So it makes me really angry when people ask questions like this. I can’t believe I have to give this lecture one more time, when I have given versions of this answer time and time again here and elsewhere on the net. But I know that people don’t understand. I know that showing my anger may not help my cause. But it is enormously frustrating, and I don’t know if saying this shit makes a difference. It’s probably just seen as venting instead of adding light to the subject. That’s a sign of depression right there—castigating myself. Diminishing myself. Makes me feel fucking useless. I wish it weren’t so. Well, perhaps I shall go amuse myself imagining the party some people will have when I finally disappear for good.

JLeslie's avatar

I think continuing to live seems impossible, which is not the same as wanting to die exactly. I guess she saw no way out, no hope it would get better. Maybe she felt her family would be better of without her? Maybe she felt abused and just wanted out? Maybe she tried to ask for help, but no one took her seriously? How overwhelmed she felt? She was likely depressed and exhausted, and just wanted it all to stop. I don’t think of suicidal people as “insane.” In fact the the people most would consider insane or very mentally ill, like paranoid schizophrenics, are not most likely to be suicidal. It is seen often in average, responsible, hard working individuals who are having a hard time coping when things go down hill. Men who lose their jobs, women overwhelmed with multiple responsibilities, a bad break up with an SO. Some people seem to be more wired than others to be depressed, but I think most people are susceptible to it under the right circumstances.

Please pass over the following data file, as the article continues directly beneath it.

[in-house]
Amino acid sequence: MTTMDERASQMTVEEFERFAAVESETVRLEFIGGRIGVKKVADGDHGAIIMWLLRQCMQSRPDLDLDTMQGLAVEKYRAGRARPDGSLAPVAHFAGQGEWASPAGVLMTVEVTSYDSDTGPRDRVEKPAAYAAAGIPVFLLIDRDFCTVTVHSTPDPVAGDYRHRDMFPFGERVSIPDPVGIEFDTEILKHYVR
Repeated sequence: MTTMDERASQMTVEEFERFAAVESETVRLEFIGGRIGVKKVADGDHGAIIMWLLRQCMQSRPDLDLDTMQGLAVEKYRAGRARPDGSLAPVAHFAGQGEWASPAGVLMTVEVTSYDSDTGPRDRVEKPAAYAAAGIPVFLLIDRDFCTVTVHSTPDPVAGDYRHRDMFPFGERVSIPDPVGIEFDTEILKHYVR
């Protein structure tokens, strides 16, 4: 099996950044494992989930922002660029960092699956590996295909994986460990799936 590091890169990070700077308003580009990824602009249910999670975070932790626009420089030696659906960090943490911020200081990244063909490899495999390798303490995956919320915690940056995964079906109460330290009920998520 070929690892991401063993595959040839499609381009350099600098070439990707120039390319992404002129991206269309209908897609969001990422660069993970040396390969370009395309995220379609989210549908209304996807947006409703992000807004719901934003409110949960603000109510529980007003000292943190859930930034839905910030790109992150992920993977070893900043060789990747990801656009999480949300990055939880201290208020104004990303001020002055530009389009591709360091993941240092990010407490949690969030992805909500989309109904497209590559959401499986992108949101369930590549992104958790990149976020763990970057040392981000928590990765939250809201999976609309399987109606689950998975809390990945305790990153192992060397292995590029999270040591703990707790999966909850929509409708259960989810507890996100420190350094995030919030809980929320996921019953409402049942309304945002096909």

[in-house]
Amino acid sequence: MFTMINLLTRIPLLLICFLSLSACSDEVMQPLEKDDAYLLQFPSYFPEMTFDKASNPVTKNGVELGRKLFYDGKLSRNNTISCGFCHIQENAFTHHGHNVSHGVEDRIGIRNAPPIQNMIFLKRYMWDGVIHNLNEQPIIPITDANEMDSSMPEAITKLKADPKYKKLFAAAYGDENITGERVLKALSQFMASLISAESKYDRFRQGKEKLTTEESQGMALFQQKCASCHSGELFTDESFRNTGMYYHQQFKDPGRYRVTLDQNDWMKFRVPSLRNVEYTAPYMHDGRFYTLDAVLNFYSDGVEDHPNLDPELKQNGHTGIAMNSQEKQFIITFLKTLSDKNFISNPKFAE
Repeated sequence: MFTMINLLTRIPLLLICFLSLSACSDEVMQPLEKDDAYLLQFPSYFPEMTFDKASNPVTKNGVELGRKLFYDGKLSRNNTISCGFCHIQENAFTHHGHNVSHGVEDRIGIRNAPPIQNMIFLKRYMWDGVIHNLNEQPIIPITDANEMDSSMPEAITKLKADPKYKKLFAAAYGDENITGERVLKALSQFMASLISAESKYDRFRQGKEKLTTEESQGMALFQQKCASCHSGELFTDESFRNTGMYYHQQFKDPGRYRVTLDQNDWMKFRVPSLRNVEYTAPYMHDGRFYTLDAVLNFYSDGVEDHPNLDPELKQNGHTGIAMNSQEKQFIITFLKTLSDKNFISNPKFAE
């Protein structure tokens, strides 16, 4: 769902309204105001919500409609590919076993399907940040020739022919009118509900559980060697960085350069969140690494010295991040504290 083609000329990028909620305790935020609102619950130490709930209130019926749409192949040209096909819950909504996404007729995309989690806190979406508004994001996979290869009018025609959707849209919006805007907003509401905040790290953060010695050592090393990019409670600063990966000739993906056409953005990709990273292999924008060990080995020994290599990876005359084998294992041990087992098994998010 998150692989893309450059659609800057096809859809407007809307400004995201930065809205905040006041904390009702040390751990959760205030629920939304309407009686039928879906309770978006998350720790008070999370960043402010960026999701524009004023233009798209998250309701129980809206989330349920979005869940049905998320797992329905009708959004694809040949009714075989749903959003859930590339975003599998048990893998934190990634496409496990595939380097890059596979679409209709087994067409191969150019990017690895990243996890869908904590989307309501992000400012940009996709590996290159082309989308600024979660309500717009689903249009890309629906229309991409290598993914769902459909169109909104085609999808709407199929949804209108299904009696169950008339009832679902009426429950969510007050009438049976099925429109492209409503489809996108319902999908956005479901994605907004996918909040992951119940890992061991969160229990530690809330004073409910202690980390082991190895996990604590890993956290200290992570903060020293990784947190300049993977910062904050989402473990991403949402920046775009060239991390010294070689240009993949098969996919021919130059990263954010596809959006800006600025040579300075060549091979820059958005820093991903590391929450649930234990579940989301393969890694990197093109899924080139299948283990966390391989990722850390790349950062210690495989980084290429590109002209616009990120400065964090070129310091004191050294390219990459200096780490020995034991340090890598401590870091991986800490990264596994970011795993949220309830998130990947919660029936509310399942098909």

Simone_De_Beauvoir's avatar

I don’t think it goes away in all cases. I think many people live their lives without logic, what’s so wrong with dying without logic?

gailcalled's avatar

As I have mentioned before, my father planned his suicide, discussed it with my mother and had one of his brothers supply a gun and some bullets.

My father never shared this with us, his three children, but my mother did, starting her announcement with “Daddy told me not to tell you.” I was 43 at the time.

We never really believed he would do it. But we were aware that he was suffering with advanced Parkinson’s and that the meds. were only moderately and unpredictably effective.